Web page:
PolySciFi Blog

Saturday, August 20, 2005


A normative argument on tort reforms

I imagine you've read about the ginormous Vioxx ruling. While I think that judgement is grossly out of line, that's not the purpose of this post. Rather I'm responding to an argument against caps on punitive awards in lawsuits that MarcC typifies in the comments at Ballon Juice.
"The problem with most tort reform I’ve seen discussed is that it limits dollar awards severely. Consider a $1M limit. To a company like Merck, GM, Microsoft, etc. – that is such a small amount that losing a case causes no harm. If lawsuits are no longer a threat, companies will act to maximize profits at the public’s expense with impunity.
Not good!
Leaving the assertion that companies that maximize profits will act at the public's expense for another day, the central assertion of this argument is that the larger a company is, the larger the fine should be.

I know Finland does something similar, but I thought a central tenet of the US legal system was equal treatment before the law. Just as the rich shouldn't be afforded special privileges before the law, neither should the rich be treated more harshly simply for being richer. To argue aphoristically, the punishment should fit the crime, not the person (or corporation).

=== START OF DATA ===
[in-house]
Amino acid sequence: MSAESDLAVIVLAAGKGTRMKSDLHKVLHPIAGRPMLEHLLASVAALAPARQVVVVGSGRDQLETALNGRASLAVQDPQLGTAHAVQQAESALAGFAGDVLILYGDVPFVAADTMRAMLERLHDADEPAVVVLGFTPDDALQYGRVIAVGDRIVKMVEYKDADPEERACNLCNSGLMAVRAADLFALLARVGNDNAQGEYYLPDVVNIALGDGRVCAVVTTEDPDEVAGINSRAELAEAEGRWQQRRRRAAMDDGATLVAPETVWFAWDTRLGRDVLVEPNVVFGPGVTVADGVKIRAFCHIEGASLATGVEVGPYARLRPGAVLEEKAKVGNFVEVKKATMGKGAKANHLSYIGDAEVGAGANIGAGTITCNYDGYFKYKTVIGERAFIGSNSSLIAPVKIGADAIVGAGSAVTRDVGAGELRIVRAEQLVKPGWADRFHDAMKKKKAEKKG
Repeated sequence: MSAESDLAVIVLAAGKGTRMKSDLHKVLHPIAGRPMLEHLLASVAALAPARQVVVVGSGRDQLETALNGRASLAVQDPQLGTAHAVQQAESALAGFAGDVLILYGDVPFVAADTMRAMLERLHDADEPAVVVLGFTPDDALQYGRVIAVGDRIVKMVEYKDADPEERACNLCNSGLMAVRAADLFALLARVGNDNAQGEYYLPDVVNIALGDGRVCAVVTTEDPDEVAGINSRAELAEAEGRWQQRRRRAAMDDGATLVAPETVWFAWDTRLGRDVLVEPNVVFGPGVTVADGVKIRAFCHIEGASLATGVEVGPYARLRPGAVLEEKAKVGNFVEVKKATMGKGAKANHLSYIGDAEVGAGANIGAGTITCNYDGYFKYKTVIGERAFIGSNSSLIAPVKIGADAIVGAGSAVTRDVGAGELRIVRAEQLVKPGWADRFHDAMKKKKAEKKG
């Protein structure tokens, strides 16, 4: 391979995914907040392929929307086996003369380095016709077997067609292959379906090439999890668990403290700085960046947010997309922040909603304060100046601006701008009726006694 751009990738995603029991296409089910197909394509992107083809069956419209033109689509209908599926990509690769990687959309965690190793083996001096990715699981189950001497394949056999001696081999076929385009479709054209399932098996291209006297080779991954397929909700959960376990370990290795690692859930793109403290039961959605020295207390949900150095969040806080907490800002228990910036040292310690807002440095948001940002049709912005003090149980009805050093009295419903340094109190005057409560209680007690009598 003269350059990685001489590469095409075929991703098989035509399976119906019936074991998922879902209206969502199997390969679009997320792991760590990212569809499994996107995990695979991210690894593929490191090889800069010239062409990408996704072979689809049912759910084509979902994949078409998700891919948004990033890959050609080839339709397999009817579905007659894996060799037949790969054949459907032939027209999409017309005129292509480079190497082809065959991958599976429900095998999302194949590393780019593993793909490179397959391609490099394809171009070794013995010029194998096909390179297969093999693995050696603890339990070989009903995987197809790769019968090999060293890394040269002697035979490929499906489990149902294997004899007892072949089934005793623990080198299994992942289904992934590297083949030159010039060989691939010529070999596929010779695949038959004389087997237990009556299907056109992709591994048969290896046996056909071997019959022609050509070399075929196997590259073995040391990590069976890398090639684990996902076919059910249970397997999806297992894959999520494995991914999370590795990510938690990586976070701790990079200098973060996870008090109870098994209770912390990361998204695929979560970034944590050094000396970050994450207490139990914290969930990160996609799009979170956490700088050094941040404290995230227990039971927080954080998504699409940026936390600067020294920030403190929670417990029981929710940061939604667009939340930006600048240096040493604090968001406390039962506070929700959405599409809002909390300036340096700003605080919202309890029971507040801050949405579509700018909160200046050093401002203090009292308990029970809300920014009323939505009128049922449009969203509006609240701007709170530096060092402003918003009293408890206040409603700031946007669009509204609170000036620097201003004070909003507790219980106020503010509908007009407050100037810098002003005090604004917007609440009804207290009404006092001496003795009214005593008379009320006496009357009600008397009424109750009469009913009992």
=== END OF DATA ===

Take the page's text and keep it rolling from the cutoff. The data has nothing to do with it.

Of course, it is possible to set up a legal system where all people are equal but with some more equal than others, but I don't think that's the one we want.

To me, this post on Andrew Sullivan seems related.


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